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Plenty of sex, drugs and Rock 'n Roll, Daisy Jones and The Six is well worth the binge whether you've read the book or not.

Author Taylor Jenkins Reid has made her mark on the book world, providing plenty of bestselling stories to avid readers. Stealing many hearts was Daisy Jones and The Six, the story of a fictional rock band stealing the spotlight during the 1970's. The new Amazon Prime show, directed by James Ponsoldt (The Spectacular Now), Nzingha Stewart (Maid) and Will Graham brings the band and their music to life, as we look back on their rise to stardom and most importantly, their downfall. With fantastic performances, genuinely well written music and plenty of sex, drugs and Rock 'n Roll, Daisy Jones and The Six is well worth the binge whether you've read the book or not.

Fans of the novel were apprehensive for many reasons, but the main worry was the casting. Luckily, it was a success, the performances becoming the shows best element. Riley Keough completely embodies everything we expected Daisy Jones to be, looking gorgeous and ethereal whilst doing so. She understands every aspect of Daisy's complex personality and life, tugging on our heartstrings and annoying us all at once. Starring opposite as frontman Billy Dunne is Sam Claflin, who not only impresses but gives a career best performance. It's easily his most ambitious and emotion-packed outing to date, and he mesmerises us every time he is on screen. The pair have a complex relationship that is at the centre of the show, meaning perfect chemistry is needed; they have it. The script demands a lot from them, and they give it all they've got. The show rides on it's leads, but the actors making up the remainder of The Six also deliver exceptional performances.

Billy's guitarist brother Graham is played beautifully by Will Harrison, Suki Waterhouse is great as fan-favourite keyboardist Karen Sirko, Josh Whitehouse gives an angsty performance as bassist Eddie Roundtree and Sebastian Chacon is effortlessly charming and funny as drummer Warren Rojas. The chemistry between them all is so believable, not once letting us question them as a band or as a family. The heart of the novel is easily Camila Dunne, wife of frontman Billy, and Camila Morrone does a fantastic job encapsulating her emotion, charm, pain, beautiful personality and love for her husband, even when he doesn't deserve it. Timothy Olyphant, Nabiyah Be and Tom Wright also deliver, adding a lot of depth to the story despite not always being at the centre of it.

The plot, whilst mostly a blessing, isn't perfect when translated from book to screen. On one hand, it features all the sex, drugs and rock 'n roll that you'd expect, looking great whilst doing it. The 70's setting is indulgent and cool, allowing for gorgeous colour grading and costuming. The story delves into love, heartbreak, addiction, the lust for stardom and what can happen once you reach it. It seems to give a good amount of screen time to all it's themes, yet unfortunately, some plot points feel a bit rushed and glossed over. It is fairly slow to get started, not giving us too much time with Daisy until the later episodes; some sharper editing at the front end may have made things feel more cohesive. It loses focus around the middle, ultimately leading to it's finale feeling too quick. The show is at it's best during it's quiet moments with the cast, as well as the scenes featuring our band killing it on stage – they are incredibly mesmerising. However, it sometimes focuses it's attention on the wrong things, and skims things that feel important.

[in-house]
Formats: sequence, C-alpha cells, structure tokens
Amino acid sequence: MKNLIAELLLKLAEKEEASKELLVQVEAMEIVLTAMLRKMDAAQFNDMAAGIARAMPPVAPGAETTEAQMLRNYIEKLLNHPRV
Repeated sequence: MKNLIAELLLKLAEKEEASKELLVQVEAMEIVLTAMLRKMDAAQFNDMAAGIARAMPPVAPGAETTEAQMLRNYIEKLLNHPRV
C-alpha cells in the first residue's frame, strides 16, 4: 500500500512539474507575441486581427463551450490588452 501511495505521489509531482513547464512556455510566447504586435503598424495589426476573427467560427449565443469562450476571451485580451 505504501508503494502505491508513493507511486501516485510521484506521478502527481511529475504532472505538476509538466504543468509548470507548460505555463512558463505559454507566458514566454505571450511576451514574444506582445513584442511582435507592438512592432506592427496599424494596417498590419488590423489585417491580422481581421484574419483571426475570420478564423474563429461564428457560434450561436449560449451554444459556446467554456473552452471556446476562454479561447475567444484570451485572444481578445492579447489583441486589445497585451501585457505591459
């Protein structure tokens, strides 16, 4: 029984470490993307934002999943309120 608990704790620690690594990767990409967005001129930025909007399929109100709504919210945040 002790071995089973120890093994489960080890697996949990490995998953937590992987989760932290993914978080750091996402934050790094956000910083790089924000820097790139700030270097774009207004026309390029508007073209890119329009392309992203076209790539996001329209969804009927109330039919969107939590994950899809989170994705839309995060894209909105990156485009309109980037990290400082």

Whether you're pressing play due to reading and loving the book, or just liking the sound of the show's premise, you're wanting one thing to be excellent – the music. Fans are excited to see the music from the novel come to life, and thankfully, they're right to be. Every song featured in the show is well written and well played, providing some catchy, poppier tunes and some slower love ballads to balance it out. Songwriter and lead producer Blake Mills excelled at creating an entire album full of bangers, that have great memorable lyrics and melodies very reminiscent of the 70's rock we know and love. It's plain to see that the music wasn't an afterthought; it's the heartbeat of the show, and it pushes those stage scenes to an exceptionally high level. Luckily, 'Aurora' has been recorded and made into a full album, so we're able to have it on repeat. The fact we can actually listen to the band Daisy Jones and The Six is ridiculously exciting.

Daisy Jones and The Six is not a perfect show, as it suffers slightly in it's pacing and focusing on the wrong elements. At times it feels messy and chaotic, struggling to find it's footing and tell the story that it wants to. However, it stays pretty true to the novel, creating a show that's exciting, loud, bold, energetic and heart breaking. The characters are deep and explored well, with career best performances across the board. The 70's essence is captured perfectly in it's aesthetic and vibe, with music that can be enjoyed away from the show as well as during it. The band are bound to capture your heart, and it's hard not to fall in love with them by the end. Daisy Jones and The Six is a great series, doing it's source material justice.



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